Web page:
Messrs. Nwafor and Adiele also did not return multiple requests seeking comments from the Gazette for this story. But Mr. Nwafor had previously denied all allegations of corruption.

Mr. Ikpeazu has also said he has been running Abia, in Nigeria’s Southeast, as prudently as he could, dismissing criticism of corruption and incompetence as unfounded and politically-motivated.

Vulnerable accounts
Out of N105 billion debits from the Abia accounts reviewed by the Gazette for 2016 and 2017, at least N3.8 billion went to Tunnel End, Rock-Waters, Tetra-Lock and Delhope. The Gazette learnt that several companies linked to Mr. Ikpeazu’s associates received funds between 2016 and 2017, but their CAC filings could not be immediately obtained.

Further analysis of Abia’s finances under Mr. Ikpeazu showed three bank accounts were specifically targeted for questionable withdrawals in favour of businesses linked to the governor’s friends.

The state’s excess crude accounts, local revenue accounts and foreign loan interest accounts all saw massive withdrawals in favour of Tunnel End, Rock-Waters, Tetra-lock, and Delhope between 2016 and 2017. Other companies run by Mr. Ikpeazu’s associates that also received suspicious payment are still being identified.

On January 13, 2016 Tunnel End Investment received a payment of N176 million from the state’s excess crude oil account 1014381352 with Zenith Bank.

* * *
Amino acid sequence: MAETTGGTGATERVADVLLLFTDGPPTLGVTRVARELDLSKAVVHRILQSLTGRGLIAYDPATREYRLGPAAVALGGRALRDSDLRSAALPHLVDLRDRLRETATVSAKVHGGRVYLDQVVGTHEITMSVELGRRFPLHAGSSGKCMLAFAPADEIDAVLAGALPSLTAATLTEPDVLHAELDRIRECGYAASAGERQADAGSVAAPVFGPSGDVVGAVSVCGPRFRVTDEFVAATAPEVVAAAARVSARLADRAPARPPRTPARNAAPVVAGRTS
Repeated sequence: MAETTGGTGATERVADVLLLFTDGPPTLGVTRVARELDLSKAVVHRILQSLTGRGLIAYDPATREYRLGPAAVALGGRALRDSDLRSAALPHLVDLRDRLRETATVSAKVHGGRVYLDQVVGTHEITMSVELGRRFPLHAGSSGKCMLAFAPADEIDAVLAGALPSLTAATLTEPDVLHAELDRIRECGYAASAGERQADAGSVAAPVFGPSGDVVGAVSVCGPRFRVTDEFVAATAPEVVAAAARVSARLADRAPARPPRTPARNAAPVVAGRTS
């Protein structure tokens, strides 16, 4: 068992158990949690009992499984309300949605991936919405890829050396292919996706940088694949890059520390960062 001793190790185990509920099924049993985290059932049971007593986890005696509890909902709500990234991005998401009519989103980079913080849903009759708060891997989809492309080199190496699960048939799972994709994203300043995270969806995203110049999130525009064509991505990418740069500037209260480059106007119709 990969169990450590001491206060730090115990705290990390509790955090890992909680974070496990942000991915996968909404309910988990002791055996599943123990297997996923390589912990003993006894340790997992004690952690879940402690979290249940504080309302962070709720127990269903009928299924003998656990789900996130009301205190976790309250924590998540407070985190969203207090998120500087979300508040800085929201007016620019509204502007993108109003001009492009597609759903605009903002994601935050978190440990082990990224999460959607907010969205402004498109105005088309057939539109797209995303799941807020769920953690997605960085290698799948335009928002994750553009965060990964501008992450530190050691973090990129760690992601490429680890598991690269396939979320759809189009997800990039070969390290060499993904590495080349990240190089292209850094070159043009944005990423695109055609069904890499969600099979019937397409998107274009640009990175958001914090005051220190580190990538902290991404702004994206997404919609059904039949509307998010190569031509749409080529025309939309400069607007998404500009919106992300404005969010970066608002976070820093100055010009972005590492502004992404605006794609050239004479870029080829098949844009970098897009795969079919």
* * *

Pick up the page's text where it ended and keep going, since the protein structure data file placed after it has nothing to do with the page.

On January 26 of the same year, it received N100 million from the same account while on January 27, it received N275 million in two tranches of N250 million and N25 million with another N200 million paid to the company on May 1, 2016.

On February 8, 2017, a sum of N150 million was paid to Tunnel End from the state’s foreign loan interest account while five days later, the company received a payment of N993 million from the same account and N47.85 million was paid from the ministry of agriculture account on February 21, 2017.

For Rock-Waters, N176 million was paid on January 13, 2016 while N200 million and N10 million were paid on January 18, 2016 with an additional N100 million paid on January 21, 2016. All from the excess crude oil account and sent to firms linked to a man under corruption probe.